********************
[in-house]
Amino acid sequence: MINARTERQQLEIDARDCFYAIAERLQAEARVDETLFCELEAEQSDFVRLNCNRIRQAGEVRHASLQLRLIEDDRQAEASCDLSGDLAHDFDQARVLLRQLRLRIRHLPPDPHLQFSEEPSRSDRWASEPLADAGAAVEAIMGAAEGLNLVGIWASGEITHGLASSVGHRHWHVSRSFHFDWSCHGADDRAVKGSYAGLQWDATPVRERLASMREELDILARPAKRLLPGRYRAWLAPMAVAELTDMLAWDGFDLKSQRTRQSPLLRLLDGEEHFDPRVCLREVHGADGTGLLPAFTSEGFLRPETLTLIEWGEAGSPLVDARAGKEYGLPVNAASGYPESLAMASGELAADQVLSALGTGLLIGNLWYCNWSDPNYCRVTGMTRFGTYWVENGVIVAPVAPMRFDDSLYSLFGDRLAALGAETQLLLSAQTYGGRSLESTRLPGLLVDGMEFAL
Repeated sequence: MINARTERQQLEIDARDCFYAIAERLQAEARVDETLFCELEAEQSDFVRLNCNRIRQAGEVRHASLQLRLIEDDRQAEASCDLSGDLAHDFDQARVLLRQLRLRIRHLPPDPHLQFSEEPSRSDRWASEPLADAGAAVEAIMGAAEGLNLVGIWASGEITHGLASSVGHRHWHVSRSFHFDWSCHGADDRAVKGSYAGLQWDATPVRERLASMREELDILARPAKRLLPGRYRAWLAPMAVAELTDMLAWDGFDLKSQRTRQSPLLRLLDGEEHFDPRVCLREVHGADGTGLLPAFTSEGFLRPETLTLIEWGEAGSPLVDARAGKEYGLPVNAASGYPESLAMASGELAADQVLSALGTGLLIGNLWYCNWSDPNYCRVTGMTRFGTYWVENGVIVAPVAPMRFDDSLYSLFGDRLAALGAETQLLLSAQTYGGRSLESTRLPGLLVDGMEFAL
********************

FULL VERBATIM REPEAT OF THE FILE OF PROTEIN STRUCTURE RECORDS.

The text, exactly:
[in-house]
Amino acid sequence: MINARTERQQLEIDARDCFYAIAERLQAEARVDETLFCELEAEQSDFVRLNCNRIRQAGEVRHASLQLRLIEDDRQAEASCDLSGDLAHDFDQARVLLRQLRLRIRHLPPDPHLQFSEEPSRSDRWASEPLADAGAAVEAIMGAAEGLNLVGIWASGEITHGLASSVGHRHWHVSRSFHFDWSCHGADDRAVKGSYAGLQWDATPVRERLASMREELDILARPAKRLLPGRYRAWLAPMAVAELTDMLAWDGFDLKSQRTRQSPLLRLLDGEEHFDPRVCLREVHGADGTGLLPAFTSEGFLRPETLTLIEWGEAGSPLVDARAGKEYGLPVNAASGYPESLAMASGELAADQVLSALGTGLLIGNLWYCNWSDPNYCRVTGMTRFGTYWVENGVIVAPVAPMRFDDSLYSLFGDRLAALGAETQLLLSAQTYGGRSLESTRLPGLLVDGMEFAL
Repeated sequence: MINARTERQQLEIDARDCFYAIAERLQAEARVDETLFCELEAEQSDFVRLNCNRIRQAGEVRHASLQLRLIEDDRQAEASCDLSGDLAHDFDQARVLLRQLRLRIRHLPPDPHLQFSEEPSRSDRWASEPLADAGAAVEAIMGAAEGLNLVGIWASGEITHGLASSVGHRHWHVSRSFHFDWSCHGADDRAVKGSYAGLQWDATPVRERLASMREELDILARPAKRLLPGRYRAWLAPMAVAELTDMLAWDGFDLKSQRTRQSPLLRLLDGEEHFDPRVCLREVHGADGTGLLPAFTSEGFLRPETLTLIEWGEAGSPLVDARAGKEYGLPVNAASGYPESLAMASGELAADQVLSALGTGLLIGNLWYCNWSDPNYCRVTGMTRFGTYWVENGVIVAPVAPMRFDDSLYSLFGDRLAALGAETQLLLSAQTYGGRSLESTRLPGLLVDGMEFAL